Obviously his most fleshed out world, it is a fascinating example of how one can both stretch one’s imagination while also addressing social and philosophical concepts. It does this, however, without hitting one over the head. Indeed, one can ignore the more heady concepts all together and just read his books as ripping yarns. That, is why I love his writing, and that is why I am so sad that he is ill.
One of the best Science Fiction books I have read. It launched Iain M. Banks’ Culture world/series and demonstrates that good Science Fiction can stand up to any other form of literature. Indeed on a literary scale, I would say that it remains one of his best books, but people who dislike science fiction may not appreciate, and Banks’ writing style may prove difficult for some readers (though personally, I loved it).
A dark tale told from the point of view of an opponent of the Culture, it was inspired by the Iran-Iraq War and examines a material humanist society at war with a theocratic one. It is tale of Horza, a mercenary assassin sent on a mission to kill or capture a Culture Mind that is stranded on a planet under the protection of a civilization as technologically far above the Culture as the Culture is above us. Filled with fantastic imagery, ideas and adventure, it is an exciting tale with a dark and contemplative nature.
The Player of Games is Iain M Banks second science fiction novel, and the second installment in his Culture series. It beautifully builds upon the Universe he constructed in Consider Phlebas, but unlike most series, you don’t have to have read the previous novel to understand and thoroughly enjoy this book. Indeed, I normally recommend this as the best place to start for readers new to Banks’ Culture. For one thing it is one of his shortest, and for me, his most accessible.
The story is somewhat straight forward, for Banks anyhow. Jernau Morat Gurgeh is the greatest game player the Culture has to offer. Yet when the nefarious Special Circumstances branch of Culture’s Contact wing ask him to play a game unlike any other, he will need all of his skills and more. The stakes are high, for if he wins he will rule the Empire of Azad, but if he loses he could well die.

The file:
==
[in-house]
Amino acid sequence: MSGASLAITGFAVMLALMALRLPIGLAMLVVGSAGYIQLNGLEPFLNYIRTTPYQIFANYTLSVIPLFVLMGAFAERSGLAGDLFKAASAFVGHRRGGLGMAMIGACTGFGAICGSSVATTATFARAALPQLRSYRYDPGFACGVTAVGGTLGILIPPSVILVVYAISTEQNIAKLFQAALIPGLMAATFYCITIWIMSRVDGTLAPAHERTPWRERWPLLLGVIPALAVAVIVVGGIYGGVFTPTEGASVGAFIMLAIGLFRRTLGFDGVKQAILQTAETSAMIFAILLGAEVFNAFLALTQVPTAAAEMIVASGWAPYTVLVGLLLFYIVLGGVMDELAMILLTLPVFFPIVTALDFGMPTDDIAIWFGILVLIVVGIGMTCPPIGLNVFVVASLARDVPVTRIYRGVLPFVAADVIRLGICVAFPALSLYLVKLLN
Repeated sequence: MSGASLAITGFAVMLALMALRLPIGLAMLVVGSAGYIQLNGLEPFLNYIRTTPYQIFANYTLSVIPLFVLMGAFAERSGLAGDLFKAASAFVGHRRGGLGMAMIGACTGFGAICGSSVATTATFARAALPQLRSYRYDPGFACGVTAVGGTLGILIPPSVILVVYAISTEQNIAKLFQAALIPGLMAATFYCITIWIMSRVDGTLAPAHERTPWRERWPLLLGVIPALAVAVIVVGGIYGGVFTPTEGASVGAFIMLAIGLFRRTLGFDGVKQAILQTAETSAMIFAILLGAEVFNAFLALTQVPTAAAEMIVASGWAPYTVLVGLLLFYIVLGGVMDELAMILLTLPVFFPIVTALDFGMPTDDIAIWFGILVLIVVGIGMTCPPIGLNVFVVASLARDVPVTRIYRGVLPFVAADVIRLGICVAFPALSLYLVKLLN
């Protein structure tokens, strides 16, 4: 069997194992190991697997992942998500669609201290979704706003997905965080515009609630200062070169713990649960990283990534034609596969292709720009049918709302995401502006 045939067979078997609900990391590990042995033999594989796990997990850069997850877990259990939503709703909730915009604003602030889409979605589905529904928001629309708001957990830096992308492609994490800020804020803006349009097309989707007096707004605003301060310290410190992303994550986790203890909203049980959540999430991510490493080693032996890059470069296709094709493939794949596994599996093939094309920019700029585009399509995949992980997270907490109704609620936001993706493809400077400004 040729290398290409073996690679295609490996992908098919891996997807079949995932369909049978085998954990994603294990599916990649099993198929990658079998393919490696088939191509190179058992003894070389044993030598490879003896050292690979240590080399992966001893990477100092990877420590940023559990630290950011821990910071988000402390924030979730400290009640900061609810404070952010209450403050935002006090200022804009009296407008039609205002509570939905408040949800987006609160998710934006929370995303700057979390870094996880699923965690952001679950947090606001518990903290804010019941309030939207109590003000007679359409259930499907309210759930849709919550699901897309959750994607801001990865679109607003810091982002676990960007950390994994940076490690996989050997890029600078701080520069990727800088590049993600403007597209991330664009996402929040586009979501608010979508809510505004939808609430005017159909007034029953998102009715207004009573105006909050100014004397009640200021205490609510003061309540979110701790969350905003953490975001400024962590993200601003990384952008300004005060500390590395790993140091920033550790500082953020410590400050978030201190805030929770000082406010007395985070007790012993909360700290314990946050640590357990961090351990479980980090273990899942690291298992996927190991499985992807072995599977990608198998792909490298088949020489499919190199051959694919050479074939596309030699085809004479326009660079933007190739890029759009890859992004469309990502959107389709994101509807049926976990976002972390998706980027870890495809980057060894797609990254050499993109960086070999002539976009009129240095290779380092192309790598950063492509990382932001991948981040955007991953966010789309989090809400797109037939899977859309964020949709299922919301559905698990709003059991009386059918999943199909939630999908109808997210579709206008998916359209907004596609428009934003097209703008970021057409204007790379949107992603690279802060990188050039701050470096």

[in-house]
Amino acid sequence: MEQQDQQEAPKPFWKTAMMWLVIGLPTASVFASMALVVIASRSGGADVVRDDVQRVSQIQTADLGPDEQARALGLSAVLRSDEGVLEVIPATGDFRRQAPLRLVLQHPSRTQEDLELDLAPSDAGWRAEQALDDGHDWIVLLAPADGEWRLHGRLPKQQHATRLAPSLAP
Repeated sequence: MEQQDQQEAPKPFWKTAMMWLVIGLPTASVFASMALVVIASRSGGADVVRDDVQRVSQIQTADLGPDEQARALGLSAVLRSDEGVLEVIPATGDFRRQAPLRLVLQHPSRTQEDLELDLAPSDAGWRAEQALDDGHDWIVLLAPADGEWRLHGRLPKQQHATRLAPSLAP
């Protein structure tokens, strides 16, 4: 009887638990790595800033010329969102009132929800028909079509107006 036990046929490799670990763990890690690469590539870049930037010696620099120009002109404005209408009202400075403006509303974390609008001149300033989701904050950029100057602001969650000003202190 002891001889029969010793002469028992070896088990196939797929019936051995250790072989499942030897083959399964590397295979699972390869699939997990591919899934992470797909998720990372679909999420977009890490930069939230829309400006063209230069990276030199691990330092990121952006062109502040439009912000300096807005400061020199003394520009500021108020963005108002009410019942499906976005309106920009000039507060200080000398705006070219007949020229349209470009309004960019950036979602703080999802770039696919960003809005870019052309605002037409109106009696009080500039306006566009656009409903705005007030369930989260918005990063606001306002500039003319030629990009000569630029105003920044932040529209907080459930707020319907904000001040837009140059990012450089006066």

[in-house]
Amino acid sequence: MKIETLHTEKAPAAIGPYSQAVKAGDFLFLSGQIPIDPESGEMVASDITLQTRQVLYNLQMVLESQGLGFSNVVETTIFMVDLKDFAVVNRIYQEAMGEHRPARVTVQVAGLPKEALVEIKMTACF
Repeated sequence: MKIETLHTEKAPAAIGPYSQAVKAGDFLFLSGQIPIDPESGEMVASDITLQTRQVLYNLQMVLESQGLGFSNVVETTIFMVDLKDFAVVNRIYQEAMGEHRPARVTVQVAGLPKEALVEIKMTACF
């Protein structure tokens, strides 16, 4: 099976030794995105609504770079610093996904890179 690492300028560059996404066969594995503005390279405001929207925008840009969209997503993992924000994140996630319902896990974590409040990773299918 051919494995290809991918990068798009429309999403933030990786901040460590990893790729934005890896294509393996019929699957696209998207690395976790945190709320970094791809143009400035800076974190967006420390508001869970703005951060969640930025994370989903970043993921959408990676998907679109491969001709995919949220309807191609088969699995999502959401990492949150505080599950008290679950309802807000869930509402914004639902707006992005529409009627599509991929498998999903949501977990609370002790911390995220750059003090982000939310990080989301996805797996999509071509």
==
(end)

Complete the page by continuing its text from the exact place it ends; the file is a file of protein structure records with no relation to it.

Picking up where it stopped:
I highly recommend this book, not just for the action or the cool sci-fi stuff, but for the flow of language, the incredible ideas and the interesting commentary on socio-cultural imperialism. Having said that, there’s some pretty cool sci-fi stuff and action as well.
The third of Banks‘ Culture’ novels, The Use of Weapons is without a doubt my favorite. Indeed, it ranks up in my favorite books of all time. It is a tremendously dark tale told in an alternating, dual time frame manner, with one set of stories moving forward and the other moving backward in time. As one reads it, one uncovers the dark secrets and horrible past of the books’ main characters, and exactly what a weapon can be…
Like all of Banks’ novels, this is a stand alone book and in no way requires the reader to be familiar with any of his previous works. Furthermore, it not only has a compelling storyline set in a beautifully described and imaginative world, but is told in a manner that highlights this award winning author’s literary talents.
A collection of short stories, some of which are in the Culture, most of which are not. This book serves as a brilliant show piece of the variety of tales and styles that Banks can write. Though I generally prefer novels, this is a great short story collection, filled with brilliant writing and great imagery.